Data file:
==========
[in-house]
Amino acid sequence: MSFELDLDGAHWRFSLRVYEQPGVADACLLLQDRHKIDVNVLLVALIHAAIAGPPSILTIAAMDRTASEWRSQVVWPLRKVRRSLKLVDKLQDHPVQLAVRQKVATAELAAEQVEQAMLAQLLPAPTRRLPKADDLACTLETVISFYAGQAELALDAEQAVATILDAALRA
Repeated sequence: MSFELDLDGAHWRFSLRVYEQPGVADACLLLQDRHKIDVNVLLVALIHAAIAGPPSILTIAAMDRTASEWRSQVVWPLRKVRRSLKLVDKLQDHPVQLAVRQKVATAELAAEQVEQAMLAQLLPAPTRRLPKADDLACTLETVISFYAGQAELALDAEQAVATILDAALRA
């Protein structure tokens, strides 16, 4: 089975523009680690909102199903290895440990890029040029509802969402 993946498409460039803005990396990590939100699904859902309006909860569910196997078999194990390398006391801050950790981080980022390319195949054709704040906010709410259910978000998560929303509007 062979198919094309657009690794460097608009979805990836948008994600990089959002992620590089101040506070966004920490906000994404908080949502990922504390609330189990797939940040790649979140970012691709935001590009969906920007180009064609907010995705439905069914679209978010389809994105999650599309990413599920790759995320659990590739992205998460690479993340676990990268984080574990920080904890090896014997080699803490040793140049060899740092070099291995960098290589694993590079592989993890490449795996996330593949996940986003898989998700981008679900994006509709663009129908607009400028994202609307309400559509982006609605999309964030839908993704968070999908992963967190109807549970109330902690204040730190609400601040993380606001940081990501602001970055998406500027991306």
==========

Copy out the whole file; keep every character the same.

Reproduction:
[in-house]
Amino acid sequence: MSFELDLDGAHWRFSLRVYEQPGVADACLLLQDRHKIDVNVLLVALIHAAIAGPPSILTIAAMDRTASEWRSQVVWPLRKVRRSLKLVDKLQDHPVQLAVRQKVATAELAAEQVEQAMLAQLLPAPTRRLPKADDLACTLETVISFYAGQAELALDAEQAVATILDAALRA
Repeated sequence: MSFELDLDGAHWRFSLRVYEQPGVADACLLLQDRHKIDVNVLLVALIHAAIAGPPSILTIAAMDRTASEWRSQVVWPLRKVRRSLKLVDKLQDHPVQLAVRQKVATAELAAEQVEQAMLAQLLPAPTRRLPKADDLACTLETVISFYAGQAELALDAEQAVATILDAALRA
């Protein structure tokens, strides 16, 4: 089975523009680690909102199903290895440990890029040029509802969402 993946498409460039803005990396990590939100699904859902309006909860569910196997078999194990390398006391801050950790981080980022390319195949054709704040906010709410259910978000998560929303509007 062979198919094309657009690794460097608009979805990836948008994600990089959002992620590089101040506070966004920490906000994404908080949502990922504390609330189990797939940040790649979140970012691709935001590009969906920007180009064609907010995705439905069914679209978010389809994105999650599309990413599920790759995320659990590739992205998460690479993340676990990268984080574990920080904890090896014997080699803490040793140049060899740092070099291995960098290589694993590079592989993890490449795996996330593949996940986003898989998700981008679900994006509709663009129908607009400028994202609307309400559509982006609605999309964030839908993704968070999908992963967190109807549970109330902690204040730190609400601040993380606001940081990501602001970055998406500027991306």